In what may be interpreted as a backlash against the Oscar-nominated environmentalist film “Gasland,” a new production titled “FrackNation” has received an eye-popping $22,000 in donations during its first two days on the crowdfunding site Kickstarter.
“Gasland"is a searing critique of the oil and gas drilling practice known as hydraulic fracturing, or fracking, which has come under intense scrutiny by environmental groups and the EPA. “FrackNation” co-creator Phelim McAleer says that his new film seeks to give voice to those longtime residents in gas-drilling areas who support fracking.
Previous films by McAleer and the film’s co-creator Ann McElhinney, including “Mine Your Own Business,” critique the environmentalist community for getting in the way of industry and jobs for working people. It is not clear if any of the 252 Kickstarter donations come from gas and oil interests directly. This film, McAleer says, started when he went to see a presentation by Joshua Fox, the director of “Gasland.”
“I live in Marina del Rey, California. I have no interest in gas. I’m a journalist and I went to a Q&A by Josh Fox, and asked him some difficult questions and got some interesting answers,” McAleer says. The two of them began a discussion of the footage in the film in which homeowners ignite the natural gas that comes out of their taps. “He knew that people could light their water for decades before fracking started. He said he didn’t include that in the film because it wasn’t relevant.”
McAleer put up a video of the exchange on YouTube. Fox’s lawyers pounced, claiming that, since the video contained footage from the “Gasland” movie, it was copyright infringement, and it was taken down. Same thing at Vimeo. Finally McAleer put it on his own site, but they got him there too.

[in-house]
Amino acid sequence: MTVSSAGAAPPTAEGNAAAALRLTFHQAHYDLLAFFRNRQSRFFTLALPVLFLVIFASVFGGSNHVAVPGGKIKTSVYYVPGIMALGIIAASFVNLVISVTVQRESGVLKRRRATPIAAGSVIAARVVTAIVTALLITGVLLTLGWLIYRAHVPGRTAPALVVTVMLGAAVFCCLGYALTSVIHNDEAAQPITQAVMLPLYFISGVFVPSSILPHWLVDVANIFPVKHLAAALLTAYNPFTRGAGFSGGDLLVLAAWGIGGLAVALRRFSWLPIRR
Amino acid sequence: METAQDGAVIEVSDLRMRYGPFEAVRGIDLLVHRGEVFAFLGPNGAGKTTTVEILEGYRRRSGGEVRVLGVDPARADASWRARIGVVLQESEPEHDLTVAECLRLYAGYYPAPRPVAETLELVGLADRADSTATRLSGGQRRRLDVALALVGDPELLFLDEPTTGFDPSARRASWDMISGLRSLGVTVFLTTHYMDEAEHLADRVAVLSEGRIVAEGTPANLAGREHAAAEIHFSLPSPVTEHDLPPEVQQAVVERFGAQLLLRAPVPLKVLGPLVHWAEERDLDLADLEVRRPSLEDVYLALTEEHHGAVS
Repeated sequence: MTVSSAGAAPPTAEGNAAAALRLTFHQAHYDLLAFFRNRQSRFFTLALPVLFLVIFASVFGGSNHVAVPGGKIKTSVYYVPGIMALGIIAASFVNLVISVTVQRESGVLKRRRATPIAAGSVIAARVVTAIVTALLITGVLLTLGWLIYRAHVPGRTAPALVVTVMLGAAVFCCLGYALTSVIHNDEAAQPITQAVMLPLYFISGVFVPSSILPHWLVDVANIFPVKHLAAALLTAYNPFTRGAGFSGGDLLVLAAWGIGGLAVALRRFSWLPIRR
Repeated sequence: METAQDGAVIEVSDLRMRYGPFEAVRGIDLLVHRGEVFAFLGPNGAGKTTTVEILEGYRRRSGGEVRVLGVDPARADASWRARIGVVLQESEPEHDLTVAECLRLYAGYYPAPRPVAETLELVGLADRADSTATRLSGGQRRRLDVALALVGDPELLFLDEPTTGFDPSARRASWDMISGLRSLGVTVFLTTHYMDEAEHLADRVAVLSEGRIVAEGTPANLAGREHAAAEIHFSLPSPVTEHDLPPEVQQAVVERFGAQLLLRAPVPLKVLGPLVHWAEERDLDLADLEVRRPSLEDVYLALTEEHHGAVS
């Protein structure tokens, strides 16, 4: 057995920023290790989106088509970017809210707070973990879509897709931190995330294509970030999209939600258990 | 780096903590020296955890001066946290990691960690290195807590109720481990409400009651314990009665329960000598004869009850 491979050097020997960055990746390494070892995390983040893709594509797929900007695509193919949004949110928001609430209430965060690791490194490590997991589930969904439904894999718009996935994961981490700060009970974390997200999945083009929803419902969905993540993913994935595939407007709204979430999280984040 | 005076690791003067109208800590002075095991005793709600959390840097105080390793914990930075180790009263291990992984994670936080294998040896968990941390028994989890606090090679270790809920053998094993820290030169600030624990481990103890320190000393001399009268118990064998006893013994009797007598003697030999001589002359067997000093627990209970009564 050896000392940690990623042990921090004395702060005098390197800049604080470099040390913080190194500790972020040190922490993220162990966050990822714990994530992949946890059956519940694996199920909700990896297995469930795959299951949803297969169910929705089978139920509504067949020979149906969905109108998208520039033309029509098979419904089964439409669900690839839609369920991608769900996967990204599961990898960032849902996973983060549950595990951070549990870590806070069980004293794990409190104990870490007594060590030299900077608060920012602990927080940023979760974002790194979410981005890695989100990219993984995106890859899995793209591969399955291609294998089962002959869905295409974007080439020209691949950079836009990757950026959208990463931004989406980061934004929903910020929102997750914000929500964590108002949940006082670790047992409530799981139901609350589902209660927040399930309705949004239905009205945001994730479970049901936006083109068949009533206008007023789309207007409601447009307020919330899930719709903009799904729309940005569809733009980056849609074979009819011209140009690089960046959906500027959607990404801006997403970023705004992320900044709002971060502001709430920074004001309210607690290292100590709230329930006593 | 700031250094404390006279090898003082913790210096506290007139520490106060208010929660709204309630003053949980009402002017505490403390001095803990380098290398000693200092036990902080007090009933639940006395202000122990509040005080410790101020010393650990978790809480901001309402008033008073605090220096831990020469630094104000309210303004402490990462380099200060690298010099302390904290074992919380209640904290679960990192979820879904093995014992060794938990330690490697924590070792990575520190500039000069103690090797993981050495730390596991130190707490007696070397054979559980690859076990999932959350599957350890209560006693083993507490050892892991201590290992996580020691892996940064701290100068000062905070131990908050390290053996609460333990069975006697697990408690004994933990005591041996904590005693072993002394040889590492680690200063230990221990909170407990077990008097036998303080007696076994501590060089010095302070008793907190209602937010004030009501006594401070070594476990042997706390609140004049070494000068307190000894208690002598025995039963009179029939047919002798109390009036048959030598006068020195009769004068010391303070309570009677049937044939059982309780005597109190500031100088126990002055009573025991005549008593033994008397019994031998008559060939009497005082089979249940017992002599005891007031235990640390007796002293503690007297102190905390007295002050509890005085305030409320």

“An interesting response for a journalist: He censored it,” McAleer says. “I thought: what’s the story? What’s he hiding?”
McAleer, who wrote for the Economist and was a foreign correspondent for the Financial Times, and McElhinney, who produced documentaries for the BBC and CBC and other channels (both also wrote for the U.K. Sunday Times and other papers), began knocking on doors, starting in Dimock, Pa.
Dimock has become a sort of ground zero for the fracking debate; it’s where activists sued to get the water tested (EPA found in December that water was not contaminated by fracking), but some local residents claimed their water was fine and that they really wanted the oil and gas jobs that fracking brought to the area.
The “FrackNation” Kickstarter page also contains comments from farmers who view the new availability of gas leases as a boon during down economic times, and one of the ways they might be able to hold on to their land.
This economic discussion, however valid, may sidestep the basic environmental concern that the introduction of liquid chemicals, under pressure, might be causing contamination of water supplies, seismic disturbances and other environmental problems. In several instances around the country, EPA investigations have identified fracking as a likely cause of local contamination.
Still, McAleer feels he has the backing of the people.
“Josh Fox can go the corporate route. He’s got three-quarters of a million dollars from HBO and the Hollywood environmental establishment. I’m asking for $150,000 to finish this film. I’m finding all those people whose voices are never heard, and I’m saying that if I can’t raise the money, then I am not correct that there is a popular movement.”
We’ll find out soon enough. The fundraising period for the “FrackNation” campaign is 60 days.